Bills offer property owners tax relief
Proposals include a limit on tax increases and a one-time credit
Honolulu City Council leaders propose limiting future property tax increases for homeowners who earn less than $75,000 a year or will dedicate the land for their home use for 10 years.
A one-time tax credit was also proposed yesterday in legislation introduced by Council Chairman Donovan Dela Cruz and Vice Chairwoman Ann Kobayashi.
EASING THE BURDEN
A glance at some features of the property tax bills:
» Provide relief in fiscal 2007 to people who file petitions for the exemptions next year.
» Limit future property tax increases for homeowners who earn less than $75,000 a year or who will dedicate the land for their home use for 10 years.
» A one-time tax credit -- amount to be decided -- if the household income falls within federal median income limits.
» What next: Jan. 23 public hearing
Dela Cruz said the bills are "a step toward substantial relief" for owners who have been slammed with double-digit-percentage increases in taxes as real property assessments soar in Oahu's real estate boom.
The bills aim to help "retired seniors on fixed incomes, single parents and low-income families (who) will have trouble making ends meet in the coming year," Kobayashi said.
She said the two Council members seek to raise the $50,000 income ceiling set by the Council earlier this year and move up the timetable for relief, which was not due until fiscal 2008. "We're hearing from people who take money out of savings to pay the bill. I'm worried about people on a fixed income."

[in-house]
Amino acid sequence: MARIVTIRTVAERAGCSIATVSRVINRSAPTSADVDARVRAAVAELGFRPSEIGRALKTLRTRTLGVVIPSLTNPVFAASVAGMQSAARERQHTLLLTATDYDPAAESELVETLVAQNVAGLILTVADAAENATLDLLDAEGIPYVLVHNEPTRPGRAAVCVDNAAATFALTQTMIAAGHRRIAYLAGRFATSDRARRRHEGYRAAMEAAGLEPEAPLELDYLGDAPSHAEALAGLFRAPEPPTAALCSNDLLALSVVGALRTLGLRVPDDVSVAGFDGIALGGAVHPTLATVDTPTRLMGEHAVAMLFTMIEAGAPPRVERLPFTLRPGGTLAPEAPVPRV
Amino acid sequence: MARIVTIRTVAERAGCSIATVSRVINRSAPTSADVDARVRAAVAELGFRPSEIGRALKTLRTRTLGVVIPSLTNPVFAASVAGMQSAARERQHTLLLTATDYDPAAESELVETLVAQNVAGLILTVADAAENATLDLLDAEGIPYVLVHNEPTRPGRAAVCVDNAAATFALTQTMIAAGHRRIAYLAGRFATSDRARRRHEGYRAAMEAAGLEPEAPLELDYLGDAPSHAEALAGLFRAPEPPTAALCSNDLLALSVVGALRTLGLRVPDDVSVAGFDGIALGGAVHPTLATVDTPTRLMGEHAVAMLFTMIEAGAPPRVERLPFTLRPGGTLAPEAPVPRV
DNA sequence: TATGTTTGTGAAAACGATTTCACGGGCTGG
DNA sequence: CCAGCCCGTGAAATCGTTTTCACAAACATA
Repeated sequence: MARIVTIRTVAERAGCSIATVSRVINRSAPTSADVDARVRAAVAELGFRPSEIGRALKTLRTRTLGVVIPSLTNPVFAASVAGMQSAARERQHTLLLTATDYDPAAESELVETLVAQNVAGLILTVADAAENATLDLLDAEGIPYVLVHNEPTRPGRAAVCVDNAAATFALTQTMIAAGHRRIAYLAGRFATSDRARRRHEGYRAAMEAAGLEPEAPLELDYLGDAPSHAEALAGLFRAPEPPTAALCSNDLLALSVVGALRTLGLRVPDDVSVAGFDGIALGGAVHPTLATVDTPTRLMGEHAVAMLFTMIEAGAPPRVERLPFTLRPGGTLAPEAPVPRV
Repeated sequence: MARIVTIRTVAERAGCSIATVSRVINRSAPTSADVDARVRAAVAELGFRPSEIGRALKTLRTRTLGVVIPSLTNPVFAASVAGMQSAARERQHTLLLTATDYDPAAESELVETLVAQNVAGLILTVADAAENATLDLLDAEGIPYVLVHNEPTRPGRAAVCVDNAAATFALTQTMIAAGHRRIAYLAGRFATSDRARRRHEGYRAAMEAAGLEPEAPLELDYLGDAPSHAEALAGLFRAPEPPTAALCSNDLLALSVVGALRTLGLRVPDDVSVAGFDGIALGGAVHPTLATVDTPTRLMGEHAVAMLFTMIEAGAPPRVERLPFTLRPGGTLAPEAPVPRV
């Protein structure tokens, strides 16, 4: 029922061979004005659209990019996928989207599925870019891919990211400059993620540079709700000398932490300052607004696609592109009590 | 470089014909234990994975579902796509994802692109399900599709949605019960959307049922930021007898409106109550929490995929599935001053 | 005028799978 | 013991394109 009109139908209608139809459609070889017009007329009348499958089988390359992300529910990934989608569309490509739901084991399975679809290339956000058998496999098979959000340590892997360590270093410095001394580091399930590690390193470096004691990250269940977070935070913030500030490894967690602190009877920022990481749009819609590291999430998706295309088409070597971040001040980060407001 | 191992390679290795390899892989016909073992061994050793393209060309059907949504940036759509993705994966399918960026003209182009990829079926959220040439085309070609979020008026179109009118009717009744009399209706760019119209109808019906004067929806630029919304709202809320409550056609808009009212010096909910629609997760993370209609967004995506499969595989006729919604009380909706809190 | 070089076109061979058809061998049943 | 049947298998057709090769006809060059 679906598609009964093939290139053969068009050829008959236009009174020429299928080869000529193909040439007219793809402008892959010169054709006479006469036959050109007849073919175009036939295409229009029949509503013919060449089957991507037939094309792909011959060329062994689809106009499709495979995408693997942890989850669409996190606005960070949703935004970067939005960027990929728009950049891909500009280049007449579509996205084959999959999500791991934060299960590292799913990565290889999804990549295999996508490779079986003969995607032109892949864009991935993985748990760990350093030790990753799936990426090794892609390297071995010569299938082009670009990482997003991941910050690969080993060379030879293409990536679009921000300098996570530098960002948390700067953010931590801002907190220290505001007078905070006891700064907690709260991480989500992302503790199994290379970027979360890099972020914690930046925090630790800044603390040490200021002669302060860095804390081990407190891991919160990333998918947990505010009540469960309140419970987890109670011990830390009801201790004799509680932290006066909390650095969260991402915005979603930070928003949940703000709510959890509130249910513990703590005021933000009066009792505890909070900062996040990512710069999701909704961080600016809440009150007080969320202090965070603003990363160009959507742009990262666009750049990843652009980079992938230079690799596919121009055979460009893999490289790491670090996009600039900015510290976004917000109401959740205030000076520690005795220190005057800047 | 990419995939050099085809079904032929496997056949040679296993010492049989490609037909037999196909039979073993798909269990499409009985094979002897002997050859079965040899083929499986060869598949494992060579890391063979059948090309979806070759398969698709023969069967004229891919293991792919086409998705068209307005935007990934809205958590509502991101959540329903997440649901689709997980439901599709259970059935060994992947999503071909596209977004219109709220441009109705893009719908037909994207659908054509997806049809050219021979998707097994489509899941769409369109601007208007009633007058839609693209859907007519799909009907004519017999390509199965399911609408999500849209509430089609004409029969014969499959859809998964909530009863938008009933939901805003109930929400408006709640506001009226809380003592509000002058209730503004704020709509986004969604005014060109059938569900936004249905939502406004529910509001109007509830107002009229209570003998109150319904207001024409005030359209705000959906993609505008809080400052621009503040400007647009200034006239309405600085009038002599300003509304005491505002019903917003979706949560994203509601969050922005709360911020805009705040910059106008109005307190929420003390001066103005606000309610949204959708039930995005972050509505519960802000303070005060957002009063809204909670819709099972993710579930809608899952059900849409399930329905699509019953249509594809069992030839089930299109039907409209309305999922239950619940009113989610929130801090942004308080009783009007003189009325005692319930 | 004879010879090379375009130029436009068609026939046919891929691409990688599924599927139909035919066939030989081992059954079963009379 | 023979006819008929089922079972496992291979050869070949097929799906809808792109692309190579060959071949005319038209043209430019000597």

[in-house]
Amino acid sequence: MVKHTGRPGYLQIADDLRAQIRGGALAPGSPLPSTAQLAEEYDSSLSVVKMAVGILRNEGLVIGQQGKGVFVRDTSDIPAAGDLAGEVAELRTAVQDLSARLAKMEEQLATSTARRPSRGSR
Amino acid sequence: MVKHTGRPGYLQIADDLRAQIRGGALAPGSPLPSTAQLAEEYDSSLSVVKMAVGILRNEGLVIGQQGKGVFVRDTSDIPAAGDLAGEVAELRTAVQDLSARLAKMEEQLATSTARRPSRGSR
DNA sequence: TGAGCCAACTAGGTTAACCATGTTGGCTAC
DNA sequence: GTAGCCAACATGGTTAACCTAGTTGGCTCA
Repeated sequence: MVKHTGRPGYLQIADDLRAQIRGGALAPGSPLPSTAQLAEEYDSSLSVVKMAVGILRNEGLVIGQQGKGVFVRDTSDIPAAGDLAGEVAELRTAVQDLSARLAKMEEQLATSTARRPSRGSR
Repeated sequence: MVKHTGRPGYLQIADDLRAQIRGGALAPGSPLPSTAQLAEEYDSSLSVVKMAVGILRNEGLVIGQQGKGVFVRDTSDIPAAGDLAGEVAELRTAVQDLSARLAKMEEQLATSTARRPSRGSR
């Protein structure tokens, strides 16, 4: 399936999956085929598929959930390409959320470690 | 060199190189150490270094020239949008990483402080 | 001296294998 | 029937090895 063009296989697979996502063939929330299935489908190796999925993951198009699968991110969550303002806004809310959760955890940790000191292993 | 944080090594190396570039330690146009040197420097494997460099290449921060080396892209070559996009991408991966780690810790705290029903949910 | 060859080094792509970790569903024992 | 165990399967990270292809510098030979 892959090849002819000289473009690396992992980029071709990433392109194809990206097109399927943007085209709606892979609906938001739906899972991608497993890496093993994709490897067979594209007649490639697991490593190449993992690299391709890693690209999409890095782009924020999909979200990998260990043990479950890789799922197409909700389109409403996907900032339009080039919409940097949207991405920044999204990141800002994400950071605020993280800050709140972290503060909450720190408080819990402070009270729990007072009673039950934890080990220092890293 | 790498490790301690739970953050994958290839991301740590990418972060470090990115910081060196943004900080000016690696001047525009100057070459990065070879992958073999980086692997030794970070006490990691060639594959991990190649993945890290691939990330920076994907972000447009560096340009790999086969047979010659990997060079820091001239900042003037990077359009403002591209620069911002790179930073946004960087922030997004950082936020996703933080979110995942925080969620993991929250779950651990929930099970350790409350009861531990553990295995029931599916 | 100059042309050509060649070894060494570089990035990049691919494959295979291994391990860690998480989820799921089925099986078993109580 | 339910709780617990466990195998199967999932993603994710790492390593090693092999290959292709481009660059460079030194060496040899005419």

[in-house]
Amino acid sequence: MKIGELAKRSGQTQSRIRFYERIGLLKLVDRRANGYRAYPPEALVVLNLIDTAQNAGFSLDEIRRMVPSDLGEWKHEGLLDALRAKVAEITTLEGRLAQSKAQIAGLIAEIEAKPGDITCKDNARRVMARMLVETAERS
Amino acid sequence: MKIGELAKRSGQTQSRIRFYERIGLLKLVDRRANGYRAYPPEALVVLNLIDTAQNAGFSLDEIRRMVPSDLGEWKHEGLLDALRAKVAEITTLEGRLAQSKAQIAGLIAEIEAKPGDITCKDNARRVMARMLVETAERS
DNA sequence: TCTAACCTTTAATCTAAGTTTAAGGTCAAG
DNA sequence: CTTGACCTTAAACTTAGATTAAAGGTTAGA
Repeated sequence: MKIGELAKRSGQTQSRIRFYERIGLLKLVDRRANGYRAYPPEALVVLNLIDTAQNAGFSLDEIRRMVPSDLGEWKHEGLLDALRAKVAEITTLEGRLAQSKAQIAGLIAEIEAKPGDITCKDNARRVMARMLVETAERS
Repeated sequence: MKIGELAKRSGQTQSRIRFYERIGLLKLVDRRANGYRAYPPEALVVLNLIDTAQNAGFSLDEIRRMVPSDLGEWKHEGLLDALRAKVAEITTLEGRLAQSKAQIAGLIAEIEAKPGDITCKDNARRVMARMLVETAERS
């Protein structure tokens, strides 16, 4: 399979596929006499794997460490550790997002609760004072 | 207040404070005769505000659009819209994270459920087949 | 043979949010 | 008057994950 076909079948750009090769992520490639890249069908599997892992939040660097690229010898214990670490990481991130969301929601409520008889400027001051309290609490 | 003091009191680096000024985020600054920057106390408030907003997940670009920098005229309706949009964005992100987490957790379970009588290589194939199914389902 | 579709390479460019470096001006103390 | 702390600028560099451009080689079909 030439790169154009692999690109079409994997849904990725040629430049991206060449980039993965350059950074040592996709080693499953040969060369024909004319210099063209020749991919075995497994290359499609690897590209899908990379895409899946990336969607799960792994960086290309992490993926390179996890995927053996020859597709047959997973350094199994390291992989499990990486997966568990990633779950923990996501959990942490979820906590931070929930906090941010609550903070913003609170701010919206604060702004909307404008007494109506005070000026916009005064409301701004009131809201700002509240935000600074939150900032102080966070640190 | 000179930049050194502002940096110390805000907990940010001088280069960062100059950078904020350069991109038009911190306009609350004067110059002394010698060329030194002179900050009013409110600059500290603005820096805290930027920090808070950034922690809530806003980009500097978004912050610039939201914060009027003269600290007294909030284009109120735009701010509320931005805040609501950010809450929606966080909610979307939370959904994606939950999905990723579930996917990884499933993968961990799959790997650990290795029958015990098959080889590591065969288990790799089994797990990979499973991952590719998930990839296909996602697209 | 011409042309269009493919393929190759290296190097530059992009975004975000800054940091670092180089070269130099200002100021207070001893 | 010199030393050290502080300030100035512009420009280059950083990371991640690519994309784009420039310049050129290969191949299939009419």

The bills would provide relief in fiscal 2007 to people who file petitions for the exemptions next year:
» If the combined income of all title holders did not exceed $75,000 in the previous year, the tax would be capped at 4 percent of the income. Sept. 30 would be the filing deadline.
» An owner would qualify for the one-time tax credit -- amount to be decided -- if the household income falls within federal median income limits, which differ according to household size. The May 1 filing deadline would make the credit available when tax bills are due in August. It would apply only if no one in the household owns other property.
» An owner could dedicate his property for his home use, effectively promising not to sell for 10 years. The increase in the assessed value of that residential property would not exceed the rise in the Consumer Price Index for Honolulu. Sept. 1 would be the application deadline.
"You're saying you will not sell it, as opposed to someone investing to sell, which raises prices," Kobayashi said. "If you sell, there would be some rollback taxes or penalty. But there would not be a penalty if the owner dies."
All three measures require that the homeowner lives on the property. A Jan. 23 public hearing is set for the bills.
Kobayashi said Council members are discussing the possibility of doubling the homeowner exemption -- now $40,000 -- which would apply to everyone. "Right now, we are trying to target savings for those who really need help," she said.
Mayor Mufi Hannemann has suggested giving homeowners age 62 and above a one-time tax credit of $200 beginning in February 2007. The administration is working on the details of that program.
ASSESSMENTS RISE ACROSS THE BOARD
A look at Oahu real property assessments in 2005.
Assessments: Sent to 273,550 property owners
Total property valuation: $166.2 billion
Total assessment increase: 25.9 percent
Single-family homes increase: 27.8 percent
Apartment valuations increase: 29 percent
Hotel and resort property increase: 22.6 percent
Commercial increase: 13.8 percent
Industrial increase: 11.5 percent
Projected increase in city revenues: $120 million
Source: City and County of Honolulu